Jesse Lava ’02 runs Brave New Films’ Beyond Bars campaign, which uses video storytelling to advocate for reform in our nation’s criminal justice system. The campaign focuses on fighting mass incarceration through social media and short films. Classic Wesleyan. He worked with the United Student-Labor Action Coalition (USLAC) during his time at Wes (when they occupied the admissions office for 33 hours), as well other environmental and political groups, namely to start the first campaign for socially responsible investing. He sheds light on his lengthy career in activism and his transition from an amateur to a professional.
Why did you choose to make political activism your career?
Part of it was a crush I had on a girl at Wesleyan who worked on trade justice. There was something about her commitment that raised the bar for me on what constituted a decent person. If I wanted to improve the world, simply having liberal opinions wasn’t sufficient. It was barely even a baseline. I had to get active for my beliefs to have tangible meaning. More fundamentally, I got into activism because of values I’d learned long before from my mother, who instilled in me that my life isn’t only for me. Every night she prayed with me at my bedside and had me make wishes for those who are hungry or sick—those who weren’t as fortunate as I was. I understood that the suffering of others is my suffering, too. And with all of that rattling around in my head and heart, I decided to get involved. My first job after Wesleyan was as a field organizer for a U.S. Senate race in South Dakota, trying to convince thousands of conservatives to vote for a Democratic candidate. From there I’ve had a variety of positions. I’ve tried in each one to leverage my skills in pursuit of social justice.
Was there continuity in your transition from college organizing on campus to professional activism?
Yes and no. What you choose do in college does really does end up helping you. It’s easy to say college is playtime, that it’s not the real world. But I think that’s total bullshit. It is absolutely the real world and we should treat it as such. Skills you develop in college are skills that you will keep with you. One thing I learned about at Wesleyan was political leverage. I was part of the United Student Labor Action Coalition (USLAC) when we did a sit-in at the admissions office to get better wages for janitors. We won that fight, and that’s only because the administration wanted us out of that building while high school students were visiting. I’ve remembered that lesson.
Of course, when you’re doing activism for money, there are only a handful of jobs available, so you have to figure out what people are willing to pay you for. But I think that’s of secondary importance, because if you decide that there is something you love and something you’re good at, you’ll find a job that is at least in the ballpark.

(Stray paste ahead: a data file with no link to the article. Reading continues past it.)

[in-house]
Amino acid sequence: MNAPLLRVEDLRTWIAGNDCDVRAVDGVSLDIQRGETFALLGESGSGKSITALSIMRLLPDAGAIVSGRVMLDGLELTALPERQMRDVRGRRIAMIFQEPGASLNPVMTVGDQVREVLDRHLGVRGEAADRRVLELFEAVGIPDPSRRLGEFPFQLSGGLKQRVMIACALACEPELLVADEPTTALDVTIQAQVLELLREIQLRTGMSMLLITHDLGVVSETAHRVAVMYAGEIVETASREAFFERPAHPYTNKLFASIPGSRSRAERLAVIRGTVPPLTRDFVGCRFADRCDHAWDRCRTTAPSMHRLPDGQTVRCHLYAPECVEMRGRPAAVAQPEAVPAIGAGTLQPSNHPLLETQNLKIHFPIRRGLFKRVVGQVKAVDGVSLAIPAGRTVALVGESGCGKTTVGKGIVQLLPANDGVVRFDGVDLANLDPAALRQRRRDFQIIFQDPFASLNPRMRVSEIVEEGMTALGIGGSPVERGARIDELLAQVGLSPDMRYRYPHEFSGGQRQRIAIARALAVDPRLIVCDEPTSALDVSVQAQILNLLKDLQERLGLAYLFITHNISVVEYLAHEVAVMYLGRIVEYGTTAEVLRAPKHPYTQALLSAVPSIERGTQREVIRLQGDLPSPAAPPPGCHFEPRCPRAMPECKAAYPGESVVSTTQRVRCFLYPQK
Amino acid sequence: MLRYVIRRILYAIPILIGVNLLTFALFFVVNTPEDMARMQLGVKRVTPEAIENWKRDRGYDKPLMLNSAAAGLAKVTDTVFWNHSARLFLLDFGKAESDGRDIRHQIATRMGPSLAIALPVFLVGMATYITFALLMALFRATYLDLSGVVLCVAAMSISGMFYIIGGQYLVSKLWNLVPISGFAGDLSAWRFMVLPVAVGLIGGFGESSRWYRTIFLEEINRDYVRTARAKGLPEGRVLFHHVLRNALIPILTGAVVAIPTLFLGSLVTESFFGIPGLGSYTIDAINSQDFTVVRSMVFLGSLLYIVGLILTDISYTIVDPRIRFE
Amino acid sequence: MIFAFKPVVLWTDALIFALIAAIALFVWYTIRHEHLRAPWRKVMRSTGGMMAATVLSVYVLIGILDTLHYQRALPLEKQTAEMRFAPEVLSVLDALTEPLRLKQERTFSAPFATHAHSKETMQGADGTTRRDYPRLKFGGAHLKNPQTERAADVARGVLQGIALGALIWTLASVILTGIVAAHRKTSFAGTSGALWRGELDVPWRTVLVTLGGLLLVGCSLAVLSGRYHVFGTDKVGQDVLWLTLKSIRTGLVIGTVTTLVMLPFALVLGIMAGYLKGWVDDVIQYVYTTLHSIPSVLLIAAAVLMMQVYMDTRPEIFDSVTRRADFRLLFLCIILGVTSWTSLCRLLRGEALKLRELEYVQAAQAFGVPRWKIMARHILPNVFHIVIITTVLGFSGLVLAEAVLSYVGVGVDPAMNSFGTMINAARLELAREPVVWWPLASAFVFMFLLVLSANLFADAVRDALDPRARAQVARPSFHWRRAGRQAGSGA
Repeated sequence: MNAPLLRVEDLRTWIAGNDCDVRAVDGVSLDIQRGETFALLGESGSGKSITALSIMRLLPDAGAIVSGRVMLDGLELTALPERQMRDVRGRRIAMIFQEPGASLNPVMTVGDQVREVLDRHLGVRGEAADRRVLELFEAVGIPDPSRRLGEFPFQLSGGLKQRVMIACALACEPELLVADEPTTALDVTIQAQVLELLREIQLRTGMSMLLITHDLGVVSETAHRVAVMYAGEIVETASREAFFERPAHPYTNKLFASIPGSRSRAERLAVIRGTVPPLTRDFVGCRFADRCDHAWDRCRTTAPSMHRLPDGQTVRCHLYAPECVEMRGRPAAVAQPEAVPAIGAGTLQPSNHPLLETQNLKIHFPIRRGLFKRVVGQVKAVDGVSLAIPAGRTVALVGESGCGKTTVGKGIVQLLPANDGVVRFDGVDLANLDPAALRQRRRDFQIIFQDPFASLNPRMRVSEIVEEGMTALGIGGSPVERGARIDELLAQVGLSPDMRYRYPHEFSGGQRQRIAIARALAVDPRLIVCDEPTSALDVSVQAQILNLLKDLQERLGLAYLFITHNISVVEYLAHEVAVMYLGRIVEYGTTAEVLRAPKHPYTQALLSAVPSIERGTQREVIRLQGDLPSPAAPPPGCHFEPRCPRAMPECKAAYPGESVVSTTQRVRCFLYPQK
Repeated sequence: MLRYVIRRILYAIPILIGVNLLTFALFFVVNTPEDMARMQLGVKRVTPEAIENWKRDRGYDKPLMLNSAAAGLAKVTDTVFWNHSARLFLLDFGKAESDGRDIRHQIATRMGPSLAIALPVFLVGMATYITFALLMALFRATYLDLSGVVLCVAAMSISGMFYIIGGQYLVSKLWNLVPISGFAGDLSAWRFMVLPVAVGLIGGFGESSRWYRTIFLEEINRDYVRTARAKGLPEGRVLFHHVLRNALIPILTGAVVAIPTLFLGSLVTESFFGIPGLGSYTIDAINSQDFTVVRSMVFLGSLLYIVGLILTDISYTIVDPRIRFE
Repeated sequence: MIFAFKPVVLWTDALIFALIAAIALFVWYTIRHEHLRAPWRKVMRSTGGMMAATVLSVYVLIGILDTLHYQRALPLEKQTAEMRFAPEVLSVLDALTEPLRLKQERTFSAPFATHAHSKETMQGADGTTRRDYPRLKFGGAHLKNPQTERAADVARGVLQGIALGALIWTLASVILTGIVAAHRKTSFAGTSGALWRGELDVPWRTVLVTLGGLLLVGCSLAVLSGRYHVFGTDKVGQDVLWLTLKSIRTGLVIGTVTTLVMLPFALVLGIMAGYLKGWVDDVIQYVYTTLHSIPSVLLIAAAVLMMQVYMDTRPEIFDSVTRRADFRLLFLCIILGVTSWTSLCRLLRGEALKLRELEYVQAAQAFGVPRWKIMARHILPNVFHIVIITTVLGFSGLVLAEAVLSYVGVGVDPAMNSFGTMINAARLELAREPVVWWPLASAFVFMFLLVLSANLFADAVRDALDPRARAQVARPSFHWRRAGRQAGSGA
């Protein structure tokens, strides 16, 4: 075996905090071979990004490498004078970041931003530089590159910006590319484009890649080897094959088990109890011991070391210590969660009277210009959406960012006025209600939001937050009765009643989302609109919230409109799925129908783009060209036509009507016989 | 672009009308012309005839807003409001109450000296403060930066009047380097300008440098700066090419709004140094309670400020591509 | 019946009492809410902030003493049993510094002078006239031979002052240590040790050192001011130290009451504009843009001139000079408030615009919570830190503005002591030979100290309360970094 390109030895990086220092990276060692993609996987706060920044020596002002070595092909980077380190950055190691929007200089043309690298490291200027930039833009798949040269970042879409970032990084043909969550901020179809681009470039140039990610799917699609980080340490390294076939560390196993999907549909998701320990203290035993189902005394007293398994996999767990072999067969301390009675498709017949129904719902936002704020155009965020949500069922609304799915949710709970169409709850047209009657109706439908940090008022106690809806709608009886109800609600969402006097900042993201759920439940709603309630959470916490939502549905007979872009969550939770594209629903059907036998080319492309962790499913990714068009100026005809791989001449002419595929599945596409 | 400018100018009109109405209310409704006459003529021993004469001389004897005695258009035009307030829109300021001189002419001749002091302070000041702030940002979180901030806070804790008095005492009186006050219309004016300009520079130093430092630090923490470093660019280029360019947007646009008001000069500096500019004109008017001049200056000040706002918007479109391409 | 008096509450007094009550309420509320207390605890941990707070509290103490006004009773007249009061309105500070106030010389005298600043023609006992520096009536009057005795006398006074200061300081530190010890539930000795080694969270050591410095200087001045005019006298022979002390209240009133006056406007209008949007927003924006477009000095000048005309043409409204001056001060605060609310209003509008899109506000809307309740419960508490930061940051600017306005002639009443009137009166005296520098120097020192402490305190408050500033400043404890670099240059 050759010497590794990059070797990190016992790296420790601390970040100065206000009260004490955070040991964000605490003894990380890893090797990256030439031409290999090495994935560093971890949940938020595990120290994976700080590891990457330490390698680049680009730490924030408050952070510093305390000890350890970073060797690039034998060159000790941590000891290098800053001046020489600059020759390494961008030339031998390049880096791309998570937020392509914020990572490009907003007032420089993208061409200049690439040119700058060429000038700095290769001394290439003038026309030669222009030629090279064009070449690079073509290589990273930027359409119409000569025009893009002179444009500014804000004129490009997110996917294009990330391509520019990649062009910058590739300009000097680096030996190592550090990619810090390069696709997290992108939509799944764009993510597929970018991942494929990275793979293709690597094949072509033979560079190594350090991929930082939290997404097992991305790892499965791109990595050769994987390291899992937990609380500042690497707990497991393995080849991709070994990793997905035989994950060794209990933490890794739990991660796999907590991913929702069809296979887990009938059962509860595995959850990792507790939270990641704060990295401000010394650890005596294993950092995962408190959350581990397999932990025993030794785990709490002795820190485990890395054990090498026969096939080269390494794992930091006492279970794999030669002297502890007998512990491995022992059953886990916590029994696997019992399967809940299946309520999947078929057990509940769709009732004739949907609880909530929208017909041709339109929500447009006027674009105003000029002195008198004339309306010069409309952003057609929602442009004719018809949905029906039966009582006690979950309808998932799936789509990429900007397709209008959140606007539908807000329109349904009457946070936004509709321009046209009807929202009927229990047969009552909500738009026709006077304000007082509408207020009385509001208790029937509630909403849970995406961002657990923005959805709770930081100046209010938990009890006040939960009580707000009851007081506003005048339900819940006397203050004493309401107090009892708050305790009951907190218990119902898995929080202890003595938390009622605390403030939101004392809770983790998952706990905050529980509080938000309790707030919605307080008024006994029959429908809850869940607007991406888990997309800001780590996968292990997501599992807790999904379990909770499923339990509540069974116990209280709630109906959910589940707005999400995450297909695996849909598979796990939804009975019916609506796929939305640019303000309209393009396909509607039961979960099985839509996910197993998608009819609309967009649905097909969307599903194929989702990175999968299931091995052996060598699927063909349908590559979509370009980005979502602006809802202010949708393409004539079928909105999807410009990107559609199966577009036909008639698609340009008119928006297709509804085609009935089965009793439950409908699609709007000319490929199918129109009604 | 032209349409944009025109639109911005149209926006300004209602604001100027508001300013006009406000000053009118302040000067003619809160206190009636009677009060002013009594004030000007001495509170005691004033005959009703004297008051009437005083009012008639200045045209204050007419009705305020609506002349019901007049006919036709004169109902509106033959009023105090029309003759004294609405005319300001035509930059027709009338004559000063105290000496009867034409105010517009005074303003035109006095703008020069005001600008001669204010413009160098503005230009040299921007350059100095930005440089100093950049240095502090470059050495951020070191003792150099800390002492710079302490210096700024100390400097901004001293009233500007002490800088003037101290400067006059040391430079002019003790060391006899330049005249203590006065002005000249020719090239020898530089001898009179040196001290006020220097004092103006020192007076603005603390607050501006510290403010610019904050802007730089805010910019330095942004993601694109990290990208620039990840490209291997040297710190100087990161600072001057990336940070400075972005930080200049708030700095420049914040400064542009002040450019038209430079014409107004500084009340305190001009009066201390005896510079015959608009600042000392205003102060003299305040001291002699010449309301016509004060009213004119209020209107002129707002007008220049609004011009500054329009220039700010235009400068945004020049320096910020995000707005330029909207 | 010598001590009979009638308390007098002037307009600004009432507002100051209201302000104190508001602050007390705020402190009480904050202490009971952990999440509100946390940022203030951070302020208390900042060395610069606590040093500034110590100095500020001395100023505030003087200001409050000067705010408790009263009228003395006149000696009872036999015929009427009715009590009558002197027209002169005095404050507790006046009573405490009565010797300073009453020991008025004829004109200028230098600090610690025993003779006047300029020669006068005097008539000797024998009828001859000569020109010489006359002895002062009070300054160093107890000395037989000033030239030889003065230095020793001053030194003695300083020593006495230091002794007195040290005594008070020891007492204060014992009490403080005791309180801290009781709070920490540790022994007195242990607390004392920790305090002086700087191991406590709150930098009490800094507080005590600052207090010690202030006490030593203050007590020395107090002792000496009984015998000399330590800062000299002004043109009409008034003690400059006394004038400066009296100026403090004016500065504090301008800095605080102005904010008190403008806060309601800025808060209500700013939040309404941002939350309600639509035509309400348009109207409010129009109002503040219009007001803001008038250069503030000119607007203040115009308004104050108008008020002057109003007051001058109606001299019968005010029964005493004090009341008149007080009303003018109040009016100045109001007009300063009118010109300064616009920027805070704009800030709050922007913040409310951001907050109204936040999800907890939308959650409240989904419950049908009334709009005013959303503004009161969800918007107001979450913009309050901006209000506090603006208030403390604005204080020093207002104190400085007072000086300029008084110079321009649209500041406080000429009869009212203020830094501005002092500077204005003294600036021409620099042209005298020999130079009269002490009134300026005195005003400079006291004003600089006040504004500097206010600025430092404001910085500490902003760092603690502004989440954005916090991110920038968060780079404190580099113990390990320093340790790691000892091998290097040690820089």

How did you zero in on prison reform from the variety of issues you were working on?
There was a poem of my mom’s on our kitchen wall. It was called “While There Is a Wall,” and it went, “While there is a wall, I am limited by it / While one has no chance to, I can’t try it / We all exist to form a chain, extending outward endlessly / And while there is a prison, I cannot be free.” I really do believe that. In a spiritual sense, if some people are confined, everyone in some way is confined, and that includes me. To be clear, I am not a prison abolitionist; I believe society needs to be protected from those who are dangerous. But we need a more vigorous social commitment to cultivating strong communities and healthy human beings so that people feel they have value. We now do the opposite: we fail to offer people opportunity, and then when they become criminals, we throw them behind bars. I think we need a radical re-envisioning of how we relate to one another. That’s partly why I’m involved in prison reform.
Equally important was my belief that I could move the ball forward on mass incarceration. The past few years have been a good political moment to create change on this because with state budgets being crunched, legislators are looking for ways to cut spending. That means the country might be receptive to arguments saying we should have fewer people in expensive prisons and invest in rehabilitation and prevention programs that are comparatively cheap.
There’s also a more banal reason I got into prison reform, which is that I was offered a job. If the Ford Foundation hadn’t decided to fund a campaign on this issue, my job never would have been created, and I wouldn’t be doing what I’m doing.
What have you found to be the most effective tool in creating conversation on a topic that many Americans are content ignoring?
I don’t think there’s a silver bullet. You have to look at the landscape and see what holes need to be filled. When I started looking into mass incarceration and created Beyond Bars, I found groups like the Sentencing Project releasing quality reports and groups like Equal Justice Initiative providing legal services, but there wasn’t enough visual storytelling to transform hearts and minds. There wasn’t enough emphasis on fostering public urgency. Criminal justice documentaries were mainly about wrongful conviction or the death penalty. There was relatively little about mass incarceration—about the people who, yeah, are guilty of violating a law, but who have nevertheless received an excessive sentence from a system that’s focused on retribution over rehabilitation. That’s why visual storytelling has been central to Beyond Bars’ strategy for mass incarceration. But different issues require case-by-case assessments to determine what can be leveraged to create change.